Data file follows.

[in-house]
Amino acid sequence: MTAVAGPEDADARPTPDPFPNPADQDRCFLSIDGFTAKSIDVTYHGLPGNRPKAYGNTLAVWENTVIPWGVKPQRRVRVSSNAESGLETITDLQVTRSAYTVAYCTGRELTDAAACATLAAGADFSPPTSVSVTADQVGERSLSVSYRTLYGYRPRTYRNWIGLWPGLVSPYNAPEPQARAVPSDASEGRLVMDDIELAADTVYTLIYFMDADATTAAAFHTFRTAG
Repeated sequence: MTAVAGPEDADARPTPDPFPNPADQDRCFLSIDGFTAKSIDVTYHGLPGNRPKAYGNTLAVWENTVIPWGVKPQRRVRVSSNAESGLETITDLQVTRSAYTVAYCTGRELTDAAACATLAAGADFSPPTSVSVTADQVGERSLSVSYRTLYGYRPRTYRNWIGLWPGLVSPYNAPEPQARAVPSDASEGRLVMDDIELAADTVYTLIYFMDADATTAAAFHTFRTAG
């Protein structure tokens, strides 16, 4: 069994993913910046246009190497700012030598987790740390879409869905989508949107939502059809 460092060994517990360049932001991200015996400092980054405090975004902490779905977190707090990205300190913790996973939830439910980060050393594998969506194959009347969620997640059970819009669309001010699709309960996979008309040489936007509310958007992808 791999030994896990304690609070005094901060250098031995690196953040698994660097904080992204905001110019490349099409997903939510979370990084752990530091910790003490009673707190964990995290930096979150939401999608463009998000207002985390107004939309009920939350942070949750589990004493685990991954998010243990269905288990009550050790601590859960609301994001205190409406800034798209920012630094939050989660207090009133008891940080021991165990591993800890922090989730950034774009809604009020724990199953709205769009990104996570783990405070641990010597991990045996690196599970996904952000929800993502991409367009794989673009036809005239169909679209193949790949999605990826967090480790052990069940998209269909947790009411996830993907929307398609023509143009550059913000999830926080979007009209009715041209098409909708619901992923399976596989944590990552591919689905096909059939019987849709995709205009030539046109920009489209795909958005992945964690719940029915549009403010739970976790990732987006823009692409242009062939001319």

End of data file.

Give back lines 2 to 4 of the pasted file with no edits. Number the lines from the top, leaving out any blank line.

Amino acid sequence: MTAVAGPEDADARPTPDPFPNPADQDRCFLSIDGFTAKSIDVTYHGLPGNRPKAYGNTLAVWENTVIPWGVKPQRRVRVSSNAESGLETITDLQVTRSAYTVAYCTGRELTDAAACATLAAGADFSPPTSVSVTADQVGERSLSVSYRTLYGYRPRTYRNWIGLWPGLVSPYNAPEPQARAVPSDASEGRLVMDDIELAADTVYTLIYFMDADATTAAAFHTFRTAG
Repeated sequence: MTAVAGPEDADARPTPDPFPNPADQDRCFLSIDGFTAKSIDVTYHGLPGNRPKAYGNTLAVWENTVIPWGVKPQRRVRVSSNAESGLETITDLQVTRSAYTVAYCTGRELTDAAACATLAAGADFSPPTSVSVTADQVGERSLSVSYRTLYGYRPRTYRNWIGLWPGLVSPYNAPEPQARAVPSDASEGRLVMDDIELAADTVYTLIYFMDADATTAAAFHTFRTAG
């Protein structure tokens, strides 16, 4: 069994993913910046246009190497700012030598987790740390879409869905989508949107939502059809 460092060994517990360049932001991200015996400092980054405090975004902490779905977190707090990205300190913790996973939830439910980060050393594998969506194959009347969620997640059970819009669309001010699709309960996979008309040489936007509310958007992808 791999030994896990304690609070005094901060250098031995690196953040698994660097904080992204905001110019490349099409997903939510979370990084752990530091910790003490009673707190964990995290930096979150939401999608463009998000207002985390107004939309009920939350942070949750589990004493685990991954998010243990269905288990009550050790601590859960609301994001205190409406800034798209920012630094939050989660207090009133008891940080021991165990591993800890922090989730950034774009809604009020724990199953709205769009990104996570783990405070641990010597991990045996690196599970996904952000929800993502991409367009794989673009036809005239169909679209193949790949999605990826967090480790052990069940998209269909947790009411996830993907929307398609023509143009550059913000999830926080979007009209009715041209098409909708619901992923399976596989944590990552591919689905096909059939019987849709995709205009030539046109920009489209795909958005992945964690719940029915549009403010739970976790990732987006823009692409242009062939001319």